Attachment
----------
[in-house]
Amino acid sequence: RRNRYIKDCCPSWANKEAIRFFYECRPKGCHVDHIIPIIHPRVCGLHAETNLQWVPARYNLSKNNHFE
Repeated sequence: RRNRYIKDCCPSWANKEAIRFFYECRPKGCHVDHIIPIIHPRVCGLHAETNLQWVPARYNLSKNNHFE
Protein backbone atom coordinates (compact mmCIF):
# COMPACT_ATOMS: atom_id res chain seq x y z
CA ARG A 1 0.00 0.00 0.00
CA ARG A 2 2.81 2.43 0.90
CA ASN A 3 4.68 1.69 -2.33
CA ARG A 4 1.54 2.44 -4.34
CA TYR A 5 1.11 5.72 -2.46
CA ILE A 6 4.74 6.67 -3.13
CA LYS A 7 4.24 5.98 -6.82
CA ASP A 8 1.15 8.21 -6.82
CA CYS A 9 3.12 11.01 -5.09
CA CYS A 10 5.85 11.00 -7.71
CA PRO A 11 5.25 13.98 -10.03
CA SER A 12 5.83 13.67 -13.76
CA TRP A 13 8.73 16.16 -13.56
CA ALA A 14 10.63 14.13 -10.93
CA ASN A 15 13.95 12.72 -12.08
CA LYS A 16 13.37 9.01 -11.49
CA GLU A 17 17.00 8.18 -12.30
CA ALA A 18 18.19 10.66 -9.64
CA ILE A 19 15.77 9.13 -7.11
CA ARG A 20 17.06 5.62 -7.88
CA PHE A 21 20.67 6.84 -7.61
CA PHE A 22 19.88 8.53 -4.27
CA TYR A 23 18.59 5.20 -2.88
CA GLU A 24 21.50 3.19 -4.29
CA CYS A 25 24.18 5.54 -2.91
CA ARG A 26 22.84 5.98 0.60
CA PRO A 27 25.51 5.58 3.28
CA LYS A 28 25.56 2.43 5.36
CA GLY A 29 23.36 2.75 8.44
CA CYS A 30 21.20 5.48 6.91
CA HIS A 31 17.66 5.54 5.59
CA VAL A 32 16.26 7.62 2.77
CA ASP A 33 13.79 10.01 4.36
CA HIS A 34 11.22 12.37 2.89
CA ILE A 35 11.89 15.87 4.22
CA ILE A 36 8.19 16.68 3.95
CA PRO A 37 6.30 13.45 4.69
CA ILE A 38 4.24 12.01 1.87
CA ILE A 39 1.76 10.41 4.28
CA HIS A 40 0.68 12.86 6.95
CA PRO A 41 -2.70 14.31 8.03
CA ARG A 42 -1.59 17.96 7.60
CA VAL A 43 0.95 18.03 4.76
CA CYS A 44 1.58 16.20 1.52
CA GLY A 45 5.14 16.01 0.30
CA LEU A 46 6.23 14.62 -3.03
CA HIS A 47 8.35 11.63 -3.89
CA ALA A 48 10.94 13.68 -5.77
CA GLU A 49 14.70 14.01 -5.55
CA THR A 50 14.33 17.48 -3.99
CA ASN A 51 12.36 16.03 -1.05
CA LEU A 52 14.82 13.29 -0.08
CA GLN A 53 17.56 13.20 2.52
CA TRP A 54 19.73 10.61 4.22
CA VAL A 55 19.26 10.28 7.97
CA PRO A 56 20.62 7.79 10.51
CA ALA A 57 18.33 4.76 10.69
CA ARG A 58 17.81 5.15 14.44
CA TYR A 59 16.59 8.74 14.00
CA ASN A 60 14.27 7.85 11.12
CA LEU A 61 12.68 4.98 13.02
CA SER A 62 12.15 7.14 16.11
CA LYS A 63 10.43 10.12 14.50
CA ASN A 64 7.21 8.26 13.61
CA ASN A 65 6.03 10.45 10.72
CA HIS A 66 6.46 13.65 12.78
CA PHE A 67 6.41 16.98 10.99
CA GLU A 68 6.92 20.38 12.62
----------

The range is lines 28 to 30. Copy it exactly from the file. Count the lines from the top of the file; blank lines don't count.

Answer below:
CA TYR A 23 18.59 5.20 -2.88
CA GLU A 24 21.50 3.19 -4.29
CA CYS A 25 24.18 5.54 -2.91